Fukushima now a household word, Banqiao ignored: lessons for history

In August 1975, in a 24-hour period, a severe typhoon dropped a year’s worth of rain on western Henan Province in China. A giant hydroelectric dam failed under the weight of all that water. In the ensuing torrent, eighty-five thousand people lost their lives, and eleven million people were made homeless.

That bears repeating:

In the ensuing torrent, eighty-five thousand people lost their lives, and eleven million people were made homeless.

I can barely believe it. We—the comfortable “west”—have just spent the last three hundred and sixty-five days wringing our hands over a “crisis” at a nuclear plant in Japan. That “crisis” has produced zero casualties.

What is it about the deaths of 85,000 Chinese and the loss of 11 million Chinese homes that is not worth mention in the western press?

According to professional anti-nuclear lobbyists, the world needs more “renewable” energy, like hydro.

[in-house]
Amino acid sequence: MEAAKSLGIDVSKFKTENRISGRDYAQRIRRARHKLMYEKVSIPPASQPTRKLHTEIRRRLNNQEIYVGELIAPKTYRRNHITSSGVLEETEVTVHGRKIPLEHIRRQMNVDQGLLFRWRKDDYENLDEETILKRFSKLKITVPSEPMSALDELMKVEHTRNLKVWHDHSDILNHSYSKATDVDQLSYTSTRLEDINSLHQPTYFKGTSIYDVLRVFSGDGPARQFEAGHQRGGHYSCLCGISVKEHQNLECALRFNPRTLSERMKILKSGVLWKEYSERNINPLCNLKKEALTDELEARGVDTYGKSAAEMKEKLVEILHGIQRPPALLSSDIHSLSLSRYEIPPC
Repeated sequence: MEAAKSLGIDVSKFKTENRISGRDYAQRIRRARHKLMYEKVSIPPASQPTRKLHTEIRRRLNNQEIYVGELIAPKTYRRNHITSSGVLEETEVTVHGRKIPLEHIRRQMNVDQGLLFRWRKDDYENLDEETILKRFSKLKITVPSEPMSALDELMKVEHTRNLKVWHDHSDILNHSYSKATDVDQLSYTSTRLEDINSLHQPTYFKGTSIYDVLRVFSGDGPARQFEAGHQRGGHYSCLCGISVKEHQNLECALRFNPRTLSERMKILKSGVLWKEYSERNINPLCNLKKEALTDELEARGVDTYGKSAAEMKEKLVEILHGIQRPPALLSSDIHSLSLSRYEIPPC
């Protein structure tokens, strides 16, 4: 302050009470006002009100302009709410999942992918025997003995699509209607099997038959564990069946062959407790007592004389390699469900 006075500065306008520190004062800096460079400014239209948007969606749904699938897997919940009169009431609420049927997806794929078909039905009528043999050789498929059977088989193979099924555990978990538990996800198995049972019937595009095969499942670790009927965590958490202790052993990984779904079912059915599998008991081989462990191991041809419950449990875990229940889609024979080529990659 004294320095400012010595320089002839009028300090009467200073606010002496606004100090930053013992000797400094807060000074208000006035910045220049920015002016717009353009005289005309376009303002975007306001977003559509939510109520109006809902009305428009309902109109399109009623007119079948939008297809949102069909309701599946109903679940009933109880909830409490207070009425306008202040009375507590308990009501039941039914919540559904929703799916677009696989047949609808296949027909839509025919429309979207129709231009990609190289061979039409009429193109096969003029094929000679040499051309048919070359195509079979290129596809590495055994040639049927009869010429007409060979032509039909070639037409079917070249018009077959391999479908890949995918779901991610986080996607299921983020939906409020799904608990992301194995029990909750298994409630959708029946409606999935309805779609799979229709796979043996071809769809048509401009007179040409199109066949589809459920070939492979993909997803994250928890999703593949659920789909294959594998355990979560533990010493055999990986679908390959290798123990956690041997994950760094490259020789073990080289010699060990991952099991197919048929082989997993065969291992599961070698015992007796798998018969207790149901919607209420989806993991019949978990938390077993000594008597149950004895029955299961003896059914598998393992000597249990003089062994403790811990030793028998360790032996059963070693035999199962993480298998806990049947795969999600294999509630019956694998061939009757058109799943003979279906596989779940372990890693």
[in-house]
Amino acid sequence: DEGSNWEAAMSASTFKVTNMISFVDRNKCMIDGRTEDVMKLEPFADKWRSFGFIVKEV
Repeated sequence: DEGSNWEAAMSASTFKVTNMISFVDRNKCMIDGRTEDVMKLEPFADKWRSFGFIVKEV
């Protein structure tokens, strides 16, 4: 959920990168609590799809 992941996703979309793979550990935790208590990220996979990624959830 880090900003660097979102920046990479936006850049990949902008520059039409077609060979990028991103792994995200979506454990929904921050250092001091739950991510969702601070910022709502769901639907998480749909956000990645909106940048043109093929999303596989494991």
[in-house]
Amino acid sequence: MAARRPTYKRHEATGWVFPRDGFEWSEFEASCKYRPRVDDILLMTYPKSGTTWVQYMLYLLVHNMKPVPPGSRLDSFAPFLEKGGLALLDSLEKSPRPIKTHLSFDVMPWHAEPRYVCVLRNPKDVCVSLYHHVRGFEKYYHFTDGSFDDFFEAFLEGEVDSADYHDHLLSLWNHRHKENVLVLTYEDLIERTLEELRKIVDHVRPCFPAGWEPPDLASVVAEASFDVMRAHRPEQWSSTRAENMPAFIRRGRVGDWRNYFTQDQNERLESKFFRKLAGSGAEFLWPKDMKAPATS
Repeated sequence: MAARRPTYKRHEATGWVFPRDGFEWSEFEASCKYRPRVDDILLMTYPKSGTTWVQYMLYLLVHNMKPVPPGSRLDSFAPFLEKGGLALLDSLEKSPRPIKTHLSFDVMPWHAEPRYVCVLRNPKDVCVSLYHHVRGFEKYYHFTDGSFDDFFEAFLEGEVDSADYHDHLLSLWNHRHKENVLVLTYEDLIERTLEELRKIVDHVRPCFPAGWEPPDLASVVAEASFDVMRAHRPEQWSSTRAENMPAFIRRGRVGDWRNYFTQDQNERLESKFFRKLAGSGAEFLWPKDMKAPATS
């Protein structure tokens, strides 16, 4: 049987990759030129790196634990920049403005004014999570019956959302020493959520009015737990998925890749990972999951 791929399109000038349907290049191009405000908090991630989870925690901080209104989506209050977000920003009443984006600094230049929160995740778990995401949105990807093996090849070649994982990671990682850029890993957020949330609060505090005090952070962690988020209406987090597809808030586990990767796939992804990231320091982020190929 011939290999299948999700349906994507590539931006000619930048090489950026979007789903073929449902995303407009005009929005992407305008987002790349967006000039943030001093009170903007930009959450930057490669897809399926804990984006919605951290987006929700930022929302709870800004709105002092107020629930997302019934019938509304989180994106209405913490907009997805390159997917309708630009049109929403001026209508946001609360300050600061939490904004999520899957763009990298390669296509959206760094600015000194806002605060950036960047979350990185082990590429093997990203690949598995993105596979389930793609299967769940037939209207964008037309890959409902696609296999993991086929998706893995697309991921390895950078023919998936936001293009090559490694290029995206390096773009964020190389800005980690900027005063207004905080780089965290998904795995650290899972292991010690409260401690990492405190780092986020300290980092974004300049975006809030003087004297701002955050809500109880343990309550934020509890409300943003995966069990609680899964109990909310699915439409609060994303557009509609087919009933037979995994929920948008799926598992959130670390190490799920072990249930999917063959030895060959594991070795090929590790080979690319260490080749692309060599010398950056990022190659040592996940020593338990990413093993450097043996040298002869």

According to them, hydro is safe. Nuclear energy, they say, has been proved by the Fukushima meltdowns to be beyond our control.

Again: Banqiao—a hydro dam failure that killed 85,000 and made eleven million homeless—does not ever get mentioned in the western press.

Fukushima—which has killed zero people—gets a ton of ink.

Nobody should listen to the mediocrities in the anti-nuclear movement.

Instead, they should pay attention to information like this:

2 comments for “Fukushima now a household word, Banqiao ignored: lessons for history

  1. Neville Ross
    April 13, 2012 at 02:53

    Once again, truth is out of style.

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